Fulke Greville prepared the inscription on his tomb: “Servant of Queen Elizabeth, Counsellor to King James, Friend to Sir Philip Sidney”. He seems to have been content to place himself in the background and sum himself up by his relation to these great figures. Though he died one of the wealthiest men in England and held political office under Elizabeth and James, he never took a leading part in affairs. He may have been thwarted in his ambition, but caution and a sardonic eye for the corruption of power probably held him back. At any rate, it is from being an observer and moralist rather than an actor, in both love and statecraft, that his strength as a writer derives. This did not keep him from admiring active spirits such as …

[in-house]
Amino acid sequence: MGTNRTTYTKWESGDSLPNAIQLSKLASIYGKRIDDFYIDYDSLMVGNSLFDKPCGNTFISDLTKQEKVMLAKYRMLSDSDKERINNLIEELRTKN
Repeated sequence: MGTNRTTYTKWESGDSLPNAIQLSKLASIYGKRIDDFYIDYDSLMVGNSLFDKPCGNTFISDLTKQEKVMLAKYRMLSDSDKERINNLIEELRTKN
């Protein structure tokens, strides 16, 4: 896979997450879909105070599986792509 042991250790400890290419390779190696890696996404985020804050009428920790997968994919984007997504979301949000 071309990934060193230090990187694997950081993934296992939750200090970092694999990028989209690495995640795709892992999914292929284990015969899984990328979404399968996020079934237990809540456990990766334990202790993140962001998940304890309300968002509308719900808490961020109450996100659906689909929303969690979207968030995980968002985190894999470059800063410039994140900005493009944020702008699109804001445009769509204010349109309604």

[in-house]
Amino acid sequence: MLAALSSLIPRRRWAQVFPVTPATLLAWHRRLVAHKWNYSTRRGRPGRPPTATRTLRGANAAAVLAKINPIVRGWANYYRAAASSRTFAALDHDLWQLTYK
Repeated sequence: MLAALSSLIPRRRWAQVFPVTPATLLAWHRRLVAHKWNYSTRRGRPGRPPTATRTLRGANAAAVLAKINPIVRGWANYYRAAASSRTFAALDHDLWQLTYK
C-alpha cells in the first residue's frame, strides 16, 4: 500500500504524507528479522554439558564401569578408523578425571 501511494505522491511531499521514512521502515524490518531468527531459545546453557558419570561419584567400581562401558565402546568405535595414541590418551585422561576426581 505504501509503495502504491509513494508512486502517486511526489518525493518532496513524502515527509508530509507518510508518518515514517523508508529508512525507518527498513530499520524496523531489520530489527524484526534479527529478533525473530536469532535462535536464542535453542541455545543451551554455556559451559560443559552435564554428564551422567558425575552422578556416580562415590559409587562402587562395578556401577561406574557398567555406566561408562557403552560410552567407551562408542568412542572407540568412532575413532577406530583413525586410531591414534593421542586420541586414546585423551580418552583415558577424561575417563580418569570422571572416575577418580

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Reid, David. "Sir Fulke Greville, first Baron Brooke". The Literary Encyclopedia. First published 20 October 2001
[https://www.litencyc.com/php/speople.php?rec=true&UID=1877, accessed 25 September 2017.]